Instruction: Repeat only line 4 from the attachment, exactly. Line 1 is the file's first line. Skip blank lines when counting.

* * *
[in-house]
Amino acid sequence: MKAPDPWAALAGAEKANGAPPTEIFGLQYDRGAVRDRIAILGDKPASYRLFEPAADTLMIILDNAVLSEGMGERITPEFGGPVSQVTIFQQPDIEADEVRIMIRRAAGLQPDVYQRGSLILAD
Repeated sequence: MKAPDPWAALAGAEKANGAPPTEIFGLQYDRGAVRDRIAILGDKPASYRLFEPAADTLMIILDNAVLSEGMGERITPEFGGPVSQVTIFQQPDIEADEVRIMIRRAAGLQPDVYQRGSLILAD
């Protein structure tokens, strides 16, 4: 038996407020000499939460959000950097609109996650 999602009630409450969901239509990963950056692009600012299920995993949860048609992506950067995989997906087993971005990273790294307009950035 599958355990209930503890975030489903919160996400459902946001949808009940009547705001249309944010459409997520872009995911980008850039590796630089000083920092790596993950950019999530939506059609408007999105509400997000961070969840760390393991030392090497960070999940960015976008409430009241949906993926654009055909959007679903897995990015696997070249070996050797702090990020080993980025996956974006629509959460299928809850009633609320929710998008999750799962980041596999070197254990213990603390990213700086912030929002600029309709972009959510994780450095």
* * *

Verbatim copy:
């Protein structure tokens, strides 16, 4: 038996407020000499939460959000950097609109996650 999602009630409450969901239509990963950056692009600012299920995993949860048609992506950067995989997906087993971005990273790294307009950035 599958355990209930503890975030489903919160996400459902946001949808009940009547705001249309944010459409997520872009995911980008850039590796630089000083920092790596993950950019999530939506059609408007999105509400997000961070969840760390393991030392090497960070999940960015976008409430009241949906993926654009055909959007679903897995990015696997070249070996050797702090990020080993980025996956974006629509959460299928809850009633609320929710998008999750799962980041596999070197254990213990603390990213700086912030929002600029309709972009959510994780450095």